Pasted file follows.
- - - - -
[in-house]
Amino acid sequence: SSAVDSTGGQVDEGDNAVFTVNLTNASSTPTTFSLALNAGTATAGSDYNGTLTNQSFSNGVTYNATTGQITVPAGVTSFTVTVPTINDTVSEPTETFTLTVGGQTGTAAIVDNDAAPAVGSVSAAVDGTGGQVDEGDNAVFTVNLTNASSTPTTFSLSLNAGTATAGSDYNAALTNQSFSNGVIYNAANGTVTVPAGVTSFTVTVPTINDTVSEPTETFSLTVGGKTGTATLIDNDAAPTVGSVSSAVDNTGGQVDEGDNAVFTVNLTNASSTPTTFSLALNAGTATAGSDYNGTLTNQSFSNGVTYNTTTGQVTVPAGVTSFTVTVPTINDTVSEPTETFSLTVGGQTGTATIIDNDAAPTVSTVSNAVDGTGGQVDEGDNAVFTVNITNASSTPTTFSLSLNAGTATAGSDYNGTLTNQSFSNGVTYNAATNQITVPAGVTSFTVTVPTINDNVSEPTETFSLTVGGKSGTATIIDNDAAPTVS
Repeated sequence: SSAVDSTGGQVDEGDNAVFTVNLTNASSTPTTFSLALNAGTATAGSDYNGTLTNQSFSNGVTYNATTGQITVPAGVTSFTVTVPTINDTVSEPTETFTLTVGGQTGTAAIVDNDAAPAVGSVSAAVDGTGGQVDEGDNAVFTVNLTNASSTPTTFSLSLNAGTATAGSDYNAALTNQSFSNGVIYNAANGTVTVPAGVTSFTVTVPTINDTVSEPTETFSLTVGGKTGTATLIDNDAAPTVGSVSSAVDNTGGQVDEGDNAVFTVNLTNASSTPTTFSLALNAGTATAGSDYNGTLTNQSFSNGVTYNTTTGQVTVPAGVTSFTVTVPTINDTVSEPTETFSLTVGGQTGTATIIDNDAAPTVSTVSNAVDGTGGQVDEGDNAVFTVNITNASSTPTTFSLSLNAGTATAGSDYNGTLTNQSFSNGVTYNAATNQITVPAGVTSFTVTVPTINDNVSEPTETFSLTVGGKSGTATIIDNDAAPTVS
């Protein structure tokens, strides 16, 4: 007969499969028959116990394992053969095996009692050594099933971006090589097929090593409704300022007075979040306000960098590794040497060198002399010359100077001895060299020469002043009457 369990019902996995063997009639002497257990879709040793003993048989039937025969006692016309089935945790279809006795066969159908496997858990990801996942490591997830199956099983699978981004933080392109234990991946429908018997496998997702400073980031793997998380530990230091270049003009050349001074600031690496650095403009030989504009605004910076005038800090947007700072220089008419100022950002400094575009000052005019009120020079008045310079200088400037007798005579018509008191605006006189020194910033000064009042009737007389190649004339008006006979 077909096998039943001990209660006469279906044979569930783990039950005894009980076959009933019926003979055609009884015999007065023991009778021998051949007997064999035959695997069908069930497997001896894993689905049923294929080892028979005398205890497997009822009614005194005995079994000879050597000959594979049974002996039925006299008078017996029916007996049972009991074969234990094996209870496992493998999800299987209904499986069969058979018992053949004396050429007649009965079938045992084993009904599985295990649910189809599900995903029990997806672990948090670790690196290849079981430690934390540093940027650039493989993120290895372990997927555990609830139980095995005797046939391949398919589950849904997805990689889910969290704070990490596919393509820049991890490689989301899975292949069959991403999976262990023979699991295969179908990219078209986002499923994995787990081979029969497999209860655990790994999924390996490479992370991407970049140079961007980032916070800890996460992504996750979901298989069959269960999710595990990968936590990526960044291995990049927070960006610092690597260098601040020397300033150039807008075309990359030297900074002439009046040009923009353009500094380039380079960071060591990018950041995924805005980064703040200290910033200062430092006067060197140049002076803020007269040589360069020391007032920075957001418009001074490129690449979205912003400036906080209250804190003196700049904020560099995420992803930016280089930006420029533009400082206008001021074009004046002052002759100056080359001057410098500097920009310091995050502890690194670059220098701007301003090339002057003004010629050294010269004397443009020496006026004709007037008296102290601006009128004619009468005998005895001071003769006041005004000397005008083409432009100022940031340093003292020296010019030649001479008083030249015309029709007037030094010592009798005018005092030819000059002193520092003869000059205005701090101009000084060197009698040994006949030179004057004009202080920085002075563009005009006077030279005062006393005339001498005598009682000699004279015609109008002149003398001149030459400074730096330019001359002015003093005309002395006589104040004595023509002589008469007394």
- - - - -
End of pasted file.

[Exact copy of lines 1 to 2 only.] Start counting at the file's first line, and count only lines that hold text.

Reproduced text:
[in-house]
Amino acid sequence: SSAVDSTGGQVDEGDNAVFTVNLTNASSTPTTFSLALNAGTATAGSDYNGTLTNQSFSNGVTYNATTGQITVPAGVTSFTVTVPTINDTVSEPTETFTLTVGGQTGTAAIVDNDAAPAVGSVSAAVDGTGGQVDEGDNAVFTVNLTNASSTPTTFSLSLNAGTATAGSDYNAALTNQSFSNGVIYNAANGTVTVPAGVTSFTVTVPTINDTVSEPTETFSLTVGGKTGTATLIDNDAAPTVGSVSSAVDNTGGQVDEGDNAVFTVNLTNASSTPTTFSLALNAGTATAGSDYNGTLTNQSFSNGVTYNTTTGQVTVPAGVTSFTVTVPTINDTVSEPTETFSLTVGGQTGTATIIDNDAAPTVSTVSNAVDGTGGQVDEGDNAVFTVNITNASSTPTTFSLSLNAGTATAGSDYNGTLTNQSFSNGVTYNAATNQITVPAGVTSFTVTVPTINDNVSEPTETFSLTVGGKSGTATIIDNDAAPTVS